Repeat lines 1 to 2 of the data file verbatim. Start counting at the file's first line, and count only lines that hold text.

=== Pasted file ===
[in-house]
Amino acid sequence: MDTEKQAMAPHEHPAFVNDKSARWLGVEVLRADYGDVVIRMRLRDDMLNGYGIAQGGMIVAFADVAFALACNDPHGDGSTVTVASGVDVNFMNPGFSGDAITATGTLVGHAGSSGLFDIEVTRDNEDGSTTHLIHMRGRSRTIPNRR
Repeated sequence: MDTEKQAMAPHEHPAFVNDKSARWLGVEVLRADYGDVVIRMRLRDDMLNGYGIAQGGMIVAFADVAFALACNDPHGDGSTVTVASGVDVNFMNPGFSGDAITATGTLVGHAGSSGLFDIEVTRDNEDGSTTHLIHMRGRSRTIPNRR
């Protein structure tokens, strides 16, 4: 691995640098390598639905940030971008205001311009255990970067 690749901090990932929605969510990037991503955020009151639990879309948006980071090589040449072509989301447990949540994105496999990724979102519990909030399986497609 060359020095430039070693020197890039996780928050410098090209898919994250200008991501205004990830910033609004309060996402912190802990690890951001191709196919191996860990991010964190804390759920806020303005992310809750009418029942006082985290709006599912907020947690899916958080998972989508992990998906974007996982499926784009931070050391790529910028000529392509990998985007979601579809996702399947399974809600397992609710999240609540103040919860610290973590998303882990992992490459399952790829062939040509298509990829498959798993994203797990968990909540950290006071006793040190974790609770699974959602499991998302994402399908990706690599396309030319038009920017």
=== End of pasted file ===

[in-house]
Amino acid sequence: MDTEKQAMAPHEHPAFVNDKSARWLGVEVLRADYGDVVIRMRLRDDMLNGYGIAQGGMIVAFADVAFALACNDPHGDGSTVTVASGVDVNFMNPGFSGDAITATGTLVGHAGSSGLFDIEVTRDNEDGSTTHLIHMRGRSRTIPNRR